The cygnets will normally join flocks of other non breeding swans, especially during the moulting season in July-August when they moult all their feathers and for a short time become flightless. Over the next two years the immature swans may start to form a pair bond with a mate and will look for a suitable territory on which to breed.
It is a popular misconception that Mute Swans pair for life and that a bird will pine to death when its partner dies. This is far from true, with some birds having as many as 4 mates in a life time, and in some cases actually 'divorcing' a mate in favour of a new one. There have even been incestuous relationships reported. However research does show that well established pairs tend to be more successful at raising their young.
Mute Swans have been known to live for over 25 years, but most only survive to 5 or 6 years old. Many cygnets die in their first 12 months, often due to flying accidents.

Lead Poisoning
In the 1960s the Swan population in some areas of Great Britain decreased dramatically. Investigations into the causes of death revealed that a high proportion of birds were dying from lead poisoning. Many birds that were post-mortemed were found to contain lead shot, similar to that used by anglers, in their gizzards (a bird's stomach). It was assumed that swans were picking the shot up as they ingested the grit with which they grind down food. The lead, being soft, is ground down by the gizzard and absorbed into the bloodstream, causing muscular problems. This gives swans the appearance of having a kinked neck, as the muscles weaken and the bird is unable to support its neck correctly.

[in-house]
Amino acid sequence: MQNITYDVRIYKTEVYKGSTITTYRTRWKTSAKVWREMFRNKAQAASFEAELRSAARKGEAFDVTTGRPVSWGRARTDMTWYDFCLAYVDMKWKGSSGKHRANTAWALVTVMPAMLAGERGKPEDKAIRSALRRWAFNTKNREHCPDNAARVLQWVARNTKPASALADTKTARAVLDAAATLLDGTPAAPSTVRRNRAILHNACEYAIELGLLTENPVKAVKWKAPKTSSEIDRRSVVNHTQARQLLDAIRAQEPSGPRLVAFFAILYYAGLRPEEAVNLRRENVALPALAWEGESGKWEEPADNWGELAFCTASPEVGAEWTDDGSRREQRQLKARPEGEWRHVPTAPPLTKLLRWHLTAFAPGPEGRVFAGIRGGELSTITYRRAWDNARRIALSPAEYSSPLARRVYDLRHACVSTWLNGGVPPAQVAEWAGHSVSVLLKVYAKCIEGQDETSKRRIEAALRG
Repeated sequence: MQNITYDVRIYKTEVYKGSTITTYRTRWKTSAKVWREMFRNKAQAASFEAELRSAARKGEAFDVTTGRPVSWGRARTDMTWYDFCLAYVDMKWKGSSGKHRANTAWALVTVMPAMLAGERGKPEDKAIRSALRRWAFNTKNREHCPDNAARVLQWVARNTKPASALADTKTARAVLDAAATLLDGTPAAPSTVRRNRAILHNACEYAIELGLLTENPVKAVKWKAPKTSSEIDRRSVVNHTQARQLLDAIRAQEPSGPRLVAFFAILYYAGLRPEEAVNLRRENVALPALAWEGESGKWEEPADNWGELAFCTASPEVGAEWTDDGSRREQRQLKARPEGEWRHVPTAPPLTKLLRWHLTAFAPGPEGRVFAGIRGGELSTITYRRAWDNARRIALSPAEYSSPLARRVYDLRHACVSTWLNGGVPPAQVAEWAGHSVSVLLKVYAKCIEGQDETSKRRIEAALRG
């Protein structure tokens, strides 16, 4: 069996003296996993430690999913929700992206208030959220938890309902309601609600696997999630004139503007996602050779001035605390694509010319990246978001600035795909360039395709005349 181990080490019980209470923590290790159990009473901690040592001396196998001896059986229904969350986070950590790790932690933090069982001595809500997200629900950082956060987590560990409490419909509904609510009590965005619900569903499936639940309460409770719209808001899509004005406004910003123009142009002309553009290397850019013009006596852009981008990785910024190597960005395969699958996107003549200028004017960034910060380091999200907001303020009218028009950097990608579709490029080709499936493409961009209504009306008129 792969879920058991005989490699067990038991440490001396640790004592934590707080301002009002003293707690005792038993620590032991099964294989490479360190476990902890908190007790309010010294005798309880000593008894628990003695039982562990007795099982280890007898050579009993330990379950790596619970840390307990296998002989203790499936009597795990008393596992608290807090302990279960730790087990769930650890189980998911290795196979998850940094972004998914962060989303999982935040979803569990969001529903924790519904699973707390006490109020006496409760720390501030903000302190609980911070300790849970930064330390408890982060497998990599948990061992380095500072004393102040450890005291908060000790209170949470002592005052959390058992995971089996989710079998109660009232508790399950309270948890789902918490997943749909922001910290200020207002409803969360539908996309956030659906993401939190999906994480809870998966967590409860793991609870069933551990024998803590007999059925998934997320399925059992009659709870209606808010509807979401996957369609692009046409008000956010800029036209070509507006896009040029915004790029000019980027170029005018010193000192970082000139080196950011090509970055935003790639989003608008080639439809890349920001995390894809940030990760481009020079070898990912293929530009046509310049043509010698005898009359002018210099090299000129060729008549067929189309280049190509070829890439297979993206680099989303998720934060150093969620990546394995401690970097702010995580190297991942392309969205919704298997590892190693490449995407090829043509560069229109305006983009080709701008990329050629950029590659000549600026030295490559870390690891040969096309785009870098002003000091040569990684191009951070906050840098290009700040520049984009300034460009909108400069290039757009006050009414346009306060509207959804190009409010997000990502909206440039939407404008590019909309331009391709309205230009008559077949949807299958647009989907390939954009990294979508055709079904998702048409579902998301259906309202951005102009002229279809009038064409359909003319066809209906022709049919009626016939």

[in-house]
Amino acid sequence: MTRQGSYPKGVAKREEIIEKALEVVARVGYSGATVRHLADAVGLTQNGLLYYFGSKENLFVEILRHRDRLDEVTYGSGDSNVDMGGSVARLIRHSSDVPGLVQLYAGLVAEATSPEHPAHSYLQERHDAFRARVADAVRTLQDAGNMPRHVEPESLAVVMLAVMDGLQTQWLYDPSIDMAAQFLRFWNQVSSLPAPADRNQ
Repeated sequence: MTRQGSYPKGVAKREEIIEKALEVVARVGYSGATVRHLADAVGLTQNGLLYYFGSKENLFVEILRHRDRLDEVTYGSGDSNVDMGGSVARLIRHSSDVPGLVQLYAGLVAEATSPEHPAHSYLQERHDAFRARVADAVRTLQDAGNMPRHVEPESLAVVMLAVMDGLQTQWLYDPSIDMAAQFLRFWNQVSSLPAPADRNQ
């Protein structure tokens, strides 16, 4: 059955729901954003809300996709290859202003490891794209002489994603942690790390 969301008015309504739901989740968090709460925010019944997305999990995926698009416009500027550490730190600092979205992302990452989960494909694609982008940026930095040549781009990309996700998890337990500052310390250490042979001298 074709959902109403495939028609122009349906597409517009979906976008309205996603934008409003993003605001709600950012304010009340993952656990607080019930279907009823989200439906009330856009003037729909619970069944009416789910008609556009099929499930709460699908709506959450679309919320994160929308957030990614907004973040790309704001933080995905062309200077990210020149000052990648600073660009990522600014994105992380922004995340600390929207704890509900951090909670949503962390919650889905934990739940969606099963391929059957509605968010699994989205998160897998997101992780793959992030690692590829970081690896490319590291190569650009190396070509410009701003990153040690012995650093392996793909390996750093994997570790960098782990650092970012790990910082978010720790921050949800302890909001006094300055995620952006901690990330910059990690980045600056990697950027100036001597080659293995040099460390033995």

One of the puzzling questions however was why after centuries of anglers using lead shot did the population suddenly start to decrease?
One theory was that the quantity of lead shot discarded had built up over the years to a high level, this was not accepted by many anglers or conservationists. In their book The Mute Swan, Birkhead & Perrins suggest that it was due to the change in angling techniques and materials. Until the 1950s anglers had used cotton line along with a "hook length", a piece of catgut in turn attached to the hook, which was reused as often as possible. With the advent of nylon monofilament line, there was a greater tendency for anglers to discard the line between float and hook, to which the shot is attached, often into the water where it would become entwined in aquatic vegetation and could then easily be ingested by a swan whilst feeding.
This seems a more likely explanation of the sudden increase in the deaths caused by lead poisoning. Indeed, in the few years prior to the banning of the use of lead shot in Britain, the number of lead related deaths in the North West decreased, possibly due to the growing number of anglers "pole fishing", whereby the nylon line is reused in much the same way as catgut was.
Death by lead poisoning is no longer a major problem (only 6 in the study area since 1988), but it is suspected that lower levels of lead poisoning may be contributing to deaths caused by flying accidents, as agility and eyesight may be affected, although further research is still required


 
Click Here To Visit The North West Swan Study Page.